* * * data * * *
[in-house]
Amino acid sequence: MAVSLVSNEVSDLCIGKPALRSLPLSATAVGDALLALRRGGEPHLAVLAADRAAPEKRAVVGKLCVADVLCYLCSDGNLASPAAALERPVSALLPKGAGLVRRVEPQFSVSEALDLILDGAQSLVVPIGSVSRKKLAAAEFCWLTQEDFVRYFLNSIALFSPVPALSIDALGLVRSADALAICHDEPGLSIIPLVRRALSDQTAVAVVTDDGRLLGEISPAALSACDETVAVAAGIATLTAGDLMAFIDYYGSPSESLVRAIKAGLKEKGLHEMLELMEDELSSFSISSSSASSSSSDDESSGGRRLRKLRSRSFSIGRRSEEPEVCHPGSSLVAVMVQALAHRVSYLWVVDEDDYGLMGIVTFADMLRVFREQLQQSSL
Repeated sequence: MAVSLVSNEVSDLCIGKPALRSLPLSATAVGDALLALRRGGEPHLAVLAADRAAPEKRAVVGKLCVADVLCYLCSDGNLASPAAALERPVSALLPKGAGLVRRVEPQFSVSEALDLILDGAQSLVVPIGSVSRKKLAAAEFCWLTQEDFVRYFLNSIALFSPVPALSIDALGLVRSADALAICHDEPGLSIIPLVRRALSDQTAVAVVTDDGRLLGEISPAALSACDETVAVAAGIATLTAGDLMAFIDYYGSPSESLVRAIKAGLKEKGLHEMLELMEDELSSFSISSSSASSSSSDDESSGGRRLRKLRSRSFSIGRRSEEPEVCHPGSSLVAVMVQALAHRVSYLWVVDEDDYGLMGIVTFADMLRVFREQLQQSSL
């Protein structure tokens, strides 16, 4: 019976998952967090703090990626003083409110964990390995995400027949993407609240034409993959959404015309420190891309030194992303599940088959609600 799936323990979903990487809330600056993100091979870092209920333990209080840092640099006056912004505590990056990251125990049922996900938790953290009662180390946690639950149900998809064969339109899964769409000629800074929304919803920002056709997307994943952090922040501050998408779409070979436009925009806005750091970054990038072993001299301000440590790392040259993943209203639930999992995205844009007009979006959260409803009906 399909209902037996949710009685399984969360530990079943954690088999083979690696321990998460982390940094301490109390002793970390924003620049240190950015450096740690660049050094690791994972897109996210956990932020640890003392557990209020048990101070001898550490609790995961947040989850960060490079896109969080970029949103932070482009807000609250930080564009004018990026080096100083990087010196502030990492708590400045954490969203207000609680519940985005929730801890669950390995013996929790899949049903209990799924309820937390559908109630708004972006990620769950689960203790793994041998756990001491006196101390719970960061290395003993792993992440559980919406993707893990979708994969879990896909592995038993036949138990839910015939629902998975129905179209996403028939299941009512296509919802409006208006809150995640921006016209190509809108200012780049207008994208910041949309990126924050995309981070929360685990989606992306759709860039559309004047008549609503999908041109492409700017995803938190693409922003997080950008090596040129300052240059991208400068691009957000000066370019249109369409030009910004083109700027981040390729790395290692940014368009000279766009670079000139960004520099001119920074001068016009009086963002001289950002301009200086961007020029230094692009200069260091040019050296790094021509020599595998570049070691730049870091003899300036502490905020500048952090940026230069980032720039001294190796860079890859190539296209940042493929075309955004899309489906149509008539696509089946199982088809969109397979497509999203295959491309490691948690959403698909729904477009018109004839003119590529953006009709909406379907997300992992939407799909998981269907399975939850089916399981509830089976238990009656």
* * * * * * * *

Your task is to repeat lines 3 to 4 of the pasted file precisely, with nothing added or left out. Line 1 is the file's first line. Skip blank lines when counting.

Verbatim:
Repeated sequence: MAVSLVSNEVSDLCIGKPALRSLPLSATAVGDALLALRRGGEPHLAVLAADRAAPEKRAVVGKLCVADVLCYLCSDGNLASPAAALERPVSALLPKGAGLVRRVEPQFSVSEALDLILDGAQSLVVPIGSVSRKKLAAAEFCWLTQEDFVRYFLNSIALFSPVPALSIDALGLVRSADALAICHDEPGLSIIPLVRRALSDQTAVAVVTDDGRLLGEISPAALSACDETVAVAAGIATLTAGDLMAFIDYYGSPSESLVRAIKAGLKEKGLHEMLELMEDELSSFSISSSSASSSSSDDESSGGRRLRKLRSRSFSIGRRSEEPEVCHPGSSLVAVMVQALAHRVSYLWVVDEDDYGLMGIVTFADMLRVFREQLQQSSL
């Protein structure tokens, strides 16, 4: 019976998952967090703090990626003083409110964990390995995400027949993407609240034409993959959404015309420190891309030194992303599940088959609600 799936323990979903990487809330600056993100091979870092209920333990209080840092640099006056912004505590990056990251125990049922996900938790953290009662180390946690639950149900998809064969339109899964769409000629800074929304919803920002056709997307994943952090922040501050998408779409070979436009925009806005750091970054990038072993001299301000440590790392040259993943209203639930999992995205844009007009979006959260409803009906 399909209902037996949710009685399984969360530990079943954690088999083979690696321990998460982390940094301490109390002793970390924003620049240190950015450096740690660049050094690791994972897109996210956990932020640890003392557990209020048990101070001898550490609790995961947040989850960060490079896109969080970029949103932070482009807000609250930080564009004018990026080096100083990087010196502030990492708590400045954490969203207000609680519940985005929730801890669950390995013996929790899949049903209990799924309820937390559908109630708004972006990620769950689960203790793994041998756990001491006196101390719970960061290395003993792993992440559980919406993707893990979708994969879990896909592995038993036949138990839910015939629902998975129905179209996403028939299941009512296509919802409006208006809150995640921006016209190509809108200012780049207008994208910041949309990126924050995309981070929360685990989606992306759709860039559309004047008549609503999908041109492409700017995803938190693409922003997080950008090596040129300052240059991208400068691009957000000066370019249109369409030009910004083109700027981040390729790395290692940014368009000279766009670079000139960004520099001119920074001068016009009086963002001289950002301009200086961007020029230094692009200069260091040019050296790094021509020599595998570049070691730049870091003899300036502490905020500048952090940026230069980032720039001294190796860079890859190539296209940042493929075309955004899309489906149509008539696509089946199982088809969109397979497509999203295959491309490691948690959403698909729904477009018109004839003119590529953006009709909406379907997300992992939407799909998981269907399975939850089916399981509830089976238990009656």